She was up front and told me she couldn't remove all of it, that it would require an orthopedic surgeon's help. But that if just removing it didn't solve it all, we could go back in and remove the rest.
So this last Tuesday, I went into surgery again. This time I had no bad feelings the morning of. And believe me, I was listening this time.
So far recovery has been much better. Partly because she does not have to hold back the tendons of my legs with metal hooks to remove the mesh. Thank goodness.
While I was waking up, she went to the waiting room and showed Jeff pictures of the whole process. She said that the side where I was experiencing pain was red and raw. Which to me, screams the beginnings of erosion.
Because despite waiting a few months like the last doc suggested, the pain had started to get worse, not better. Because the mesh was digging into my flesh on a daily basis.
Right now it still hurts to sit down, but that's because I was cut open and then sewn back up again only 6 days ago.
The jury is still out as to whether the sitting pain and clitoral pain will be gone. Because everything hurts right now. And I have learned about something called Post-operative fatigue. Basically it is normal, but for me it makes me need about 10 hours of sleep at night, plus a nap. I experienced this last time as well as this time. It sucks, but again, I have the most amazing and patient husband ever. I really do. Nothing shows a man's true nature better than when you are in need. He has put the kids to bed every night. He has told me to go to bed when I couldn't keep my eyes open at 8. He has scolded me for doing too much and said, "Just tell me what to do and I will do it for you!"
So that helps a ton.
And I am hopeful that this surgery did the trick. Of course, there is also the lovely fact that since the mesh has been removed, that the job it was good at-helping me not pee my pants-is most likely done. I can't tell yet because of post-operative other stuff. But I knew that going into it. And I'd rather wear a pad the rest of my life than have it hurt when I sit down.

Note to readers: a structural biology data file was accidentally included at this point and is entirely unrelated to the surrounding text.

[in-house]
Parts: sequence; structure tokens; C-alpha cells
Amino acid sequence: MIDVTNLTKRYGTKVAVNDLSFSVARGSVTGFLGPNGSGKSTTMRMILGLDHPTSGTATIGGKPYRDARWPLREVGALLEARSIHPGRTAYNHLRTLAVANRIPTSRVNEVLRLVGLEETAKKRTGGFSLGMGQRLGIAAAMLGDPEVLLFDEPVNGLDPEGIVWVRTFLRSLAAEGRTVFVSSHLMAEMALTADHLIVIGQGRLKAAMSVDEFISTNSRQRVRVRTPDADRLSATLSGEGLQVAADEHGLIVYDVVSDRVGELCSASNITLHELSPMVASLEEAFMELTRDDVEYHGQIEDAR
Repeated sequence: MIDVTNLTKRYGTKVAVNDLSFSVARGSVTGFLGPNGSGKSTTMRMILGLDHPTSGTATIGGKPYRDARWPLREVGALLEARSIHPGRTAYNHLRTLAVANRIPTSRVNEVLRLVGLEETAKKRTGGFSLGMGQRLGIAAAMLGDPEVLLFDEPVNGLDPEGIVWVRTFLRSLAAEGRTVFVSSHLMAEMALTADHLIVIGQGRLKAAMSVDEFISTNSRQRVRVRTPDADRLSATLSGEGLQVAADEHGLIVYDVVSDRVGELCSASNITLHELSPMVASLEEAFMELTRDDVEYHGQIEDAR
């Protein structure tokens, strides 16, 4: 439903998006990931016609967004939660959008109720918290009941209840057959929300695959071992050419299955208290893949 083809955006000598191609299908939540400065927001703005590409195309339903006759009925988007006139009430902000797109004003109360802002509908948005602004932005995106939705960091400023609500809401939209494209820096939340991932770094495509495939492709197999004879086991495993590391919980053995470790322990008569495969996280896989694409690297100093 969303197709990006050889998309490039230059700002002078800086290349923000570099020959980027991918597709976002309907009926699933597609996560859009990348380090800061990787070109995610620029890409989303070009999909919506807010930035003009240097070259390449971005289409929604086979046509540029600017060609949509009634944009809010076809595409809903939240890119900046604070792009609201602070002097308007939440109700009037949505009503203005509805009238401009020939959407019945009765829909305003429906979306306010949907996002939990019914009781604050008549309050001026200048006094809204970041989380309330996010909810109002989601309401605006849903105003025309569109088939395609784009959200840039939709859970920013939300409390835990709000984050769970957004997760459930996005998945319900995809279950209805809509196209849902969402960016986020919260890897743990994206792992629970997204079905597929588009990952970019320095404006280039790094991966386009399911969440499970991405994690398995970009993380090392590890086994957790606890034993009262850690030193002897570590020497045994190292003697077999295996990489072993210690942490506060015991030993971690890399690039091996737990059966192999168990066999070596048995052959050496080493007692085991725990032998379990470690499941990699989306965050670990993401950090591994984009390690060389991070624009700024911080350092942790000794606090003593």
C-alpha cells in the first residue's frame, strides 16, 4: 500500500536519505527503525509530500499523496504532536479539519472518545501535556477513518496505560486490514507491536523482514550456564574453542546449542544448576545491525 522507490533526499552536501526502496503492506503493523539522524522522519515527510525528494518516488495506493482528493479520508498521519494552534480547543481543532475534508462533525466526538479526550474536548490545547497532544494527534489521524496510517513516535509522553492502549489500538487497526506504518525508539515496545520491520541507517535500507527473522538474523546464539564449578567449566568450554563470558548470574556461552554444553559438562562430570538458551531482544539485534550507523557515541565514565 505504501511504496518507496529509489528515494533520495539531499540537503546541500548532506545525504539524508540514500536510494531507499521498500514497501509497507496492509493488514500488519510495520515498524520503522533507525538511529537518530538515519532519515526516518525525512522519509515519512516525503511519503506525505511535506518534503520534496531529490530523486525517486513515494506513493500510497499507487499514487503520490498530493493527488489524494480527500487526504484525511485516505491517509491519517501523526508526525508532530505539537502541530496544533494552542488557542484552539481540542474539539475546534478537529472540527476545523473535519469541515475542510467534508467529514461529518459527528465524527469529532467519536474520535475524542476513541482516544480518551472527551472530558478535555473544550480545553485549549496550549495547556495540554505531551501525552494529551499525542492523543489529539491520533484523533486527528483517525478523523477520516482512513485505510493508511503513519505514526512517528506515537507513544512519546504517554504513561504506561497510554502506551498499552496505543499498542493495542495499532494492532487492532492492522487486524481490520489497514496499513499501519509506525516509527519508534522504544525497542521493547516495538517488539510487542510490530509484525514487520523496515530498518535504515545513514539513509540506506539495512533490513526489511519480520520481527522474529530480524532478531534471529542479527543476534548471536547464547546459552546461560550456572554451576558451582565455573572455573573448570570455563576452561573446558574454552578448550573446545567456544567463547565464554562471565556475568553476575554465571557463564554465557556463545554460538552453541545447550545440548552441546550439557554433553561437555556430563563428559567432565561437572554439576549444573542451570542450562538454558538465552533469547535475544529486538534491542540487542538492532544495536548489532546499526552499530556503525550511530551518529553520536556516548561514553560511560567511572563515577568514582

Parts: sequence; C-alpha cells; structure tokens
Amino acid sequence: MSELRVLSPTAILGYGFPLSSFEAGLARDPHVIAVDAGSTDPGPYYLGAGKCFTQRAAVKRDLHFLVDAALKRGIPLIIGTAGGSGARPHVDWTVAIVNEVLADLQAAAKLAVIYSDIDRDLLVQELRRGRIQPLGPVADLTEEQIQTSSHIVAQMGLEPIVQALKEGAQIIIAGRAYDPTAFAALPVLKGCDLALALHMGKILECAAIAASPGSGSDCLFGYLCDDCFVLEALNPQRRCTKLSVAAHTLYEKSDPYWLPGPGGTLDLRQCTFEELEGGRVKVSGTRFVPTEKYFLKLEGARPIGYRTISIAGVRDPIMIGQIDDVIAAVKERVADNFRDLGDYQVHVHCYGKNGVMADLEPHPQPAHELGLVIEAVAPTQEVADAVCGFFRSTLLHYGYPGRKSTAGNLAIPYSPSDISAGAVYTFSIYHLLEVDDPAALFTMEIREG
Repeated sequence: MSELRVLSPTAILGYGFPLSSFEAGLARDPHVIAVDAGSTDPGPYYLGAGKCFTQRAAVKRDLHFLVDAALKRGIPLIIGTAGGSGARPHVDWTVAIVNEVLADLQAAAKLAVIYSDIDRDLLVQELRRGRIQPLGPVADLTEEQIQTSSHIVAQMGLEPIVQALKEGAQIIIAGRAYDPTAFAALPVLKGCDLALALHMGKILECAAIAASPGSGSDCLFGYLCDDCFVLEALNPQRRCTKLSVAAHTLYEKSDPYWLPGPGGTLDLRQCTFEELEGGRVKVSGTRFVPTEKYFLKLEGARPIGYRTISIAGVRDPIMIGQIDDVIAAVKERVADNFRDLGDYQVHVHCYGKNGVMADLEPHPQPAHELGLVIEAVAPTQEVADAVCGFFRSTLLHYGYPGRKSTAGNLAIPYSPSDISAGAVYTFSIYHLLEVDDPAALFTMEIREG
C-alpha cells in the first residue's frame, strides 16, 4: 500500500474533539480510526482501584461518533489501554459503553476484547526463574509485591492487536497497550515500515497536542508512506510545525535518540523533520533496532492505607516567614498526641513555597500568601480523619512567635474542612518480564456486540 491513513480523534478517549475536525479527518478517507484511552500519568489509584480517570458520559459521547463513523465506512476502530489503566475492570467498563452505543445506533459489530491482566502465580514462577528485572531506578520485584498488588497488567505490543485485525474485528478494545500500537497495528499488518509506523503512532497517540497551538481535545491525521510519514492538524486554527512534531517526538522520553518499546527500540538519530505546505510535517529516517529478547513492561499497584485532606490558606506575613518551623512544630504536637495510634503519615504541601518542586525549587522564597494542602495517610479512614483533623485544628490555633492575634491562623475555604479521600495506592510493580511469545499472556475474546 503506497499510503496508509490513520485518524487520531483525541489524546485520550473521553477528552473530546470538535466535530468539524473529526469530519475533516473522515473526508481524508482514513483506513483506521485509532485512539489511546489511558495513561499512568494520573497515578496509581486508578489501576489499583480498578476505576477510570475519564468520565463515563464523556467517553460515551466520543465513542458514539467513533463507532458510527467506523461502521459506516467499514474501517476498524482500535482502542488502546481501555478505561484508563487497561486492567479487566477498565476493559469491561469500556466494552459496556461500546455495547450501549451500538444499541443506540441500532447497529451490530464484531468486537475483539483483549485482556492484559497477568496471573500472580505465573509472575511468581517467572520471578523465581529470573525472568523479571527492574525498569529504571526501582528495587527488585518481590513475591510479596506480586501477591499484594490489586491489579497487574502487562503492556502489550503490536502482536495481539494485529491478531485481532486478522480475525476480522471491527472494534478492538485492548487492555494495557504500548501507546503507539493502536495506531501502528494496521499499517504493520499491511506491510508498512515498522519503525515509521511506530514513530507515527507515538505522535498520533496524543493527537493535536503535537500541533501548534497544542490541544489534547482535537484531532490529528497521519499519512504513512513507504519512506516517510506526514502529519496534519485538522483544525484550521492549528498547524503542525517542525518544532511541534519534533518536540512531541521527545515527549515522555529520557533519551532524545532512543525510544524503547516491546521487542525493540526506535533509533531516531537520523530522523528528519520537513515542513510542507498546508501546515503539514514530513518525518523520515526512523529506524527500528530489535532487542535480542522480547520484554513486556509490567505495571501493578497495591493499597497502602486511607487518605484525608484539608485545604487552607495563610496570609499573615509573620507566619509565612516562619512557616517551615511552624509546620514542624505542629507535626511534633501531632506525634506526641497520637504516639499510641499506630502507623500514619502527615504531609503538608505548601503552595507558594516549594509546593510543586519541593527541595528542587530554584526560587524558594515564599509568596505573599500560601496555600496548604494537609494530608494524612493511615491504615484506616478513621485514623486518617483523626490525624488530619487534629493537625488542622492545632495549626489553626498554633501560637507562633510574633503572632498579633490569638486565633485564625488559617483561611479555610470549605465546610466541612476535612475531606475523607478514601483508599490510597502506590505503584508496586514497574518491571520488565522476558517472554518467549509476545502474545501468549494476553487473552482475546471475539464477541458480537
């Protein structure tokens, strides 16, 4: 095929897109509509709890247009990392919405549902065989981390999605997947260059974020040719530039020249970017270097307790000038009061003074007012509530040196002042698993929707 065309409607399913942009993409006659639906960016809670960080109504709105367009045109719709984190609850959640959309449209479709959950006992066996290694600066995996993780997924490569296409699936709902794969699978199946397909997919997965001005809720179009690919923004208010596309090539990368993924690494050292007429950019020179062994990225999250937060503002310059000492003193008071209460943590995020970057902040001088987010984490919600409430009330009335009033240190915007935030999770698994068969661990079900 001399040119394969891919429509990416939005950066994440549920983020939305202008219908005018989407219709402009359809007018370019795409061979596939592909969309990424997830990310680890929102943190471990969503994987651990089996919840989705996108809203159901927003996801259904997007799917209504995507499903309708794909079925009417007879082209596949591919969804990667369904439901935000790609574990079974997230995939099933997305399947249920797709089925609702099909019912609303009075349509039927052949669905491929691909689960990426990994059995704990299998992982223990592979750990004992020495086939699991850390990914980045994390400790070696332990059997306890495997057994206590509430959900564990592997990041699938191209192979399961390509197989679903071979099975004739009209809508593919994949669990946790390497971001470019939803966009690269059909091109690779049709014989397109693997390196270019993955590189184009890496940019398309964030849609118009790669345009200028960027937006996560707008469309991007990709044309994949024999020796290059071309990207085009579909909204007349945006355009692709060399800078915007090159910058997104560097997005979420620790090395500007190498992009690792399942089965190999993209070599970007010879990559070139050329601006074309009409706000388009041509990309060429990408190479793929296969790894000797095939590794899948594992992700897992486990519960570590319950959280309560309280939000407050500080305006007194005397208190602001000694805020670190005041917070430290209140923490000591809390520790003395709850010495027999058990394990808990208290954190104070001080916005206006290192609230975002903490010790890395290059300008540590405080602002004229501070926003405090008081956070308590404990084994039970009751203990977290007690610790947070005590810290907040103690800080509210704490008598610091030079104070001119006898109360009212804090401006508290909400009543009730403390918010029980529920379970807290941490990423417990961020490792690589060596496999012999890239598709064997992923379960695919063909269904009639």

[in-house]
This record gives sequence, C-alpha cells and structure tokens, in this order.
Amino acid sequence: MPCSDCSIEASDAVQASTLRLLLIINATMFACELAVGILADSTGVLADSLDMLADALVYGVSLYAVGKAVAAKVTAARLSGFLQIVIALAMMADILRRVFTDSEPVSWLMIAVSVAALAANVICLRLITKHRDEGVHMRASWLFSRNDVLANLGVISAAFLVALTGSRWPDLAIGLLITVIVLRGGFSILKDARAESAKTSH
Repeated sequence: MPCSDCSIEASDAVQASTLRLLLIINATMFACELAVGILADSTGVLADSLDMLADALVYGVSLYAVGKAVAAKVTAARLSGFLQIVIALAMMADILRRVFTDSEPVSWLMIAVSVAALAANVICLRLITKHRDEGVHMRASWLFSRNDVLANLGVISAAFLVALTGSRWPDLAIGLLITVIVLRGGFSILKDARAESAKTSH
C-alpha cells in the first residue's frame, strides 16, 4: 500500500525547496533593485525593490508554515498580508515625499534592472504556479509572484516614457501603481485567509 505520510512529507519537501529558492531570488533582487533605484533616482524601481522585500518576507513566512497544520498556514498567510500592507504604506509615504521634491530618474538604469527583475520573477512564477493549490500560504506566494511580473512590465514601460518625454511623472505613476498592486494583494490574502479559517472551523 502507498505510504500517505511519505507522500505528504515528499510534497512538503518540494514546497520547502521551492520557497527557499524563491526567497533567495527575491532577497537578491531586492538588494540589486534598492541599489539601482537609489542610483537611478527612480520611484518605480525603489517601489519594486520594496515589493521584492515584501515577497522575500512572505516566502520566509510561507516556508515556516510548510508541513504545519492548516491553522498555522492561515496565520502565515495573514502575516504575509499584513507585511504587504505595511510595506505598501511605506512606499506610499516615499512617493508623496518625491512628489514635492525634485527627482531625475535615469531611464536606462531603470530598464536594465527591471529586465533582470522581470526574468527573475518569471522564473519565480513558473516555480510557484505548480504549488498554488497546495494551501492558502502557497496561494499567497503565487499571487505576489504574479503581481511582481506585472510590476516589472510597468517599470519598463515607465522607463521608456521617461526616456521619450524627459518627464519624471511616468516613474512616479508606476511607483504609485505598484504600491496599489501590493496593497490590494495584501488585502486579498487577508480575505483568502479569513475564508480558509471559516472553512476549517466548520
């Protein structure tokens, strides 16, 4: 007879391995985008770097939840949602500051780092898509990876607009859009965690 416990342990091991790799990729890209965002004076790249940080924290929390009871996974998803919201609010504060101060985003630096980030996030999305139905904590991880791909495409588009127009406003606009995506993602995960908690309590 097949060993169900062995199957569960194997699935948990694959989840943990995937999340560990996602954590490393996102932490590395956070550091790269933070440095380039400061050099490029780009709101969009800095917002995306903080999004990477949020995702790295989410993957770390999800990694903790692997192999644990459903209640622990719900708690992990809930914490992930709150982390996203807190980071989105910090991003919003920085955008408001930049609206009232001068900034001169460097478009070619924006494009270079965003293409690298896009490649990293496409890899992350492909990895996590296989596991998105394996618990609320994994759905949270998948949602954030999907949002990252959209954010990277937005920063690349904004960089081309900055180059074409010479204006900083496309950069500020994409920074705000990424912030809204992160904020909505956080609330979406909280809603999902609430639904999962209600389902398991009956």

And bonus, since this surgery will cause us to meet our 1000 dollar deductible(yay us), there is nothing stopping me from getting the last bits removed by an orthopedic surgeon if need be.
Well, there is one thing that might postpone it at least. We're moving!!!
We're listing our house tomorrow, and when it sells, we are moving to Ellensburg.
The timing of having my house ready for pictures tomorrow is unfortunate since I am not supposed to lift more than 5 pounds or vacuum for the next few weeks.
But, we didn't plan this. When I scheduled my surgery, we didn't know we were moving yet.
So wish me luck today as I attempt to clean and ready my house without being able to lift anything, while taking Vicodin, AND most likely needing a nap.
And I will tell you all more about what led to the sudden decision to change our entire lives tomorrow. After the pictures have been taken.
Oh and one more thing. Please don't have this surgery. I know there are people who it has been successful for. But do a bit of research, and you will see that statistically the chances are that you could be in the same boat as me. And let me tell you, I wish I could get off this boat-drop anchor and run.